Once upon a time, back in the 19th century, the world population was below 2 billion and to a large extent used wood for heat and as building material for ships. Windmills, water wheels, draft animals and human slaves provided power for agriculture and industry. This led to deforestation of Europe and parts of North America. And then along came coal, steel and the steam engine. The industrial revolution was born and this led directly to over 7 billion people today. The Greens now want to take us back to pre-industrial squalor with bio mass and windmills.
Last week The Telegraph reported that Lynemouth coal power station was to convert to burning wood pellets following in the tracks of Drax. This post strives to quantify the impact this policy will have on deforestation and CO2 emissions.
CO2 EMISSIONS FROM LOGGING, CLEARCUTTING AND BURNING
A nearby farm in Hartford, Vermont has 200 acres of open fields, plus 700 acres of woodland. During a recent logging operation, the trunks of the high quality healthy trees were set aside and cut to 8.5, 10.5 and 12.5 ft lengths, for transport to lumber mills, and the less valuable material, such as tops of trees and branches, misshapen trees, standing dead trees, sickly trees, etc., were gathered and piled up for chipping.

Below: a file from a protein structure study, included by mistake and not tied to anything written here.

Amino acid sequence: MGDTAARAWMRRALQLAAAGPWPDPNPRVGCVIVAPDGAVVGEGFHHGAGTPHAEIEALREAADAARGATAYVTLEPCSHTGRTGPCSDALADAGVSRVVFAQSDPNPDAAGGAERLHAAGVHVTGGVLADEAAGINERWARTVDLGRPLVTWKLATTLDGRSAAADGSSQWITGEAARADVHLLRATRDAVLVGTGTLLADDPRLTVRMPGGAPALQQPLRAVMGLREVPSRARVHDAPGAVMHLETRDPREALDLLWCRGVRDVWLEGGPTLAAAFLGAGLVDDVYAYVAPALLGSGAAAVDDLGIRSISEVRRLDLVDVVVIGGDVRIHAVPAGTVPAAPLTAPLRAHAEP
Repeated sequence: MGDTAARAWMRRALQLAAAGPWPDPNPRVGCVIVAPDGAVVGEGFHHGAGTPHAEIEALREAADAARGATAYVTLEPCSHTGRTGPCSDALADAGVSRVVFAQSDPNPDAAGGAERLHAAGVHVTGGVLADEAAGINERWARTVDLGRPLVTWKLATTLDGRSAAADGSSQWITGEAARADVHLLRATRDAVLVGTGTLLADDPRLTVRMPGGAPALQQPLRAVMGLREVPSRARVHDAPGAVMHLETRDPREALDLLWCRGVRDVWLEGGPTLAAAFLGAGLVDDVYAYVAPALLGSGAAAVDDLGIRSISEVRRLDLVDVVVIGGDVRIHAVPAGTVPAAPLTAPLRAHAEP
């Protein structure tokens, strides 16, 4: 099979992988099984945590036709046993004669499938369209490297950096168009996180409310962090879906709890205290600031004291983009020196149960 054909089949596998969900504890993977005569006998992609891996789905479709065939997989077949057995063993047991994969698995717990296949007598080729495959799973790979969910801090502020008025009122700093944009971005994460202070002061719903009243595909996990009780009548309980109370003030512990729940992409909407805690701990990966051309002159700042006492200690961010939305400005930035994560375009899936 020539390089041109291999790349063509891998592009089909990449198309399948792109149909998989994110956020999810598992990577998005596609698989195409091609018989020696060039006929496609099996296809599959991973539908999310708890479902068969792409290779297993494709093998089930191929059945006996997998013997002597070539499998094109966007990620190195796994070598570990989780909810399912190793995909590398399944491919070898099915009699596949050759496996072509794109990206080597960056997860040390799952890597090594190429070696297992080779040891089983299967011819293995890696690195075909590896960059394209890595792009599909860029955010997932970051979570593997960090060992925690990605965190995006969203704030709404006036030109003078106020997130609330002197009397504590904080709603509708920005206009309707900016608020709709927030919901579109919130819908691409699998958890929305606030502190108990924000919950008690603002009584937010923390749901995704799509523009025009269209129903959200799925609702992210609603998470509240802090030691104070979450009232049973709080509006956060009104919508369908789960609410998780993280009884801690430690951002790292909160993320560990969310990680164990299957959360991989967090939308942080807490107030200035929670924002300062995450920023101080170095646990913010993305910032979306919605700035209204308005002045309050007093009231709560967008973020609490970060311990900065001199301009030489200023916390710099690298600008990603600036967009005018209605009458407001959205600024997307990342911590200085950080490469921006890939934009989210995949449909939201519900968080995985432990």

The less valuable material is fed into very large chippers. It is a noisy sight to behold. A large crane grabs an 18-inch diameter tree, feeds it horizontally into the big hopper, and within about a minute the entire tree has become wood chips that are blown into a 40-ft trailer!
The tree roots, a.k.a., belowground biomass, are no longer needed. They die, decay and disappear. The very fine, hair-like roots disappear first. The stumps are the last the go.
The aboveground part of a stump decays within about 25 years.
The belowground part of a stump and larger branches decay within about 80 – 100 years.
The decay CO2 is high in the beginning and slowly decreasing at time passes.
Clearcutting Holocaust of the 1800s
The NE clearcutting holocaust of the 1800s and early 1900s occurred for two reasons:
1) Clearing for farming and pasture (haying for cows and horses and for sheep that produced wool)
2) Production of charcoal for iron working.
On hilly land, the clearcutting caused erosion of topsoil and nutrients into nearby streams.